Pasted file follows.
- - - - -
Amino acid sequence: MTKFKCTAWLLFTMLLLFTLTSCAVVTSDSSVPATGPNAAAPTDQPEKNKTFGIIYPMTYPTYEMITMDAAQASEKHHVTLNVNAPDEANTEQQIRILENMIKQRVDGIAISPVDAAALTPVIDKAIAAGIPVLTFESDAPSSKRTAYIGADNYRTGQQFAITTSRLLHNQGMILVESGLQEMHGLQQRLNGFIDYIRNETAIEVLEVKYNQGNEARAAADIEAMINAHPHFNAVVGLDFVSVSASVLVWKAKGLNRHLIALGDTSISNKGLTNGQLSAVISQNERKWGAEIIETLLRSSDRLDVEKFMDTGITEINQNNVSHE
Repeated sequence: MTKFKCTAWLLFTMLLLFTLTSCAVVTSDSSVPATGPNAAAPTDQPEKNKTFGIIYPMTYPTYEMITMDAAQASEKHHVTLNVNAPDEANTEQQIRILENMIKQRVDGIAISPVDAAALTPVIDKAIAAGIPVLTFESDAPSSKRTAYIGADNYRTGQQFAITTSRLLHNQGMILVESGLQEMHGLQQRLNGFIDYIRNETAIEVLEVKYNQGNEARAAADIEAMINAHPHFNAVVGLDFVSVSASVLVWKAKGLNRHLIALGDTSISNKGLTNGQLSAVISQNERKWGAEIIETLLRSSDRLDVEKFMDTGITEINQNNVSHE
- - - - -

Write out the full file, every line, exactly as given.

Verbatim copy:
Amino acid sequence: MTKFKCTAWLLFTMLLLFTLTSCAVVTSDSSVPATGPNAAAPTDQPEKNKTFGIIYPMTYPTYEMITMDAAQASEKHHVTLNVNAPDEANTEQQIRILENMIKQRVDGIAISPVDAAALTPVIDKAIAAGIPVLTFESDAPSSKRTAYIGADNYRTGQQFAITTSRLLHNQGMILVESGLQEMHGLQQRLNGFIDYIRNETAIEVLEVKYNQGNEARAAADIEAMINAHPHFNAVVGLDFVSVSASVLVWKAKGLNRHLIALGDTSISNKGLTNGQLSAVISQNERKWGAEIIETLLRSSDRLDVEKFMDTGITEINQNNVSHE
Repeated sequence: MTKFKCTAWLLFTMLLLFTLTSCAVVTSDSSVPATGPNAAAPTDQPEKNKTFGIIYPMTYPTYEMITMDAAQASEKHHVTLNVNAPDEANTEQQIRILENMIKQRVDGIAISPVDAAALTPVIDKAIAAGIPVLTFESDAPSSKRTAYIGADNYRTGQQFAITTSRLLHNQGMILVESGLQEMHGLQQRLNGFIDYIRNETAIEVLEVKYNQGNEARAAADIEAMINAHPHFNAVVGLDFVSVSASVLVWKAKGLNRHLIALGDTSISNKGLTNGQLSAVISQNERKWGAEIIETLLRSSDRLDVEKFMDTGITEINQNNVSHE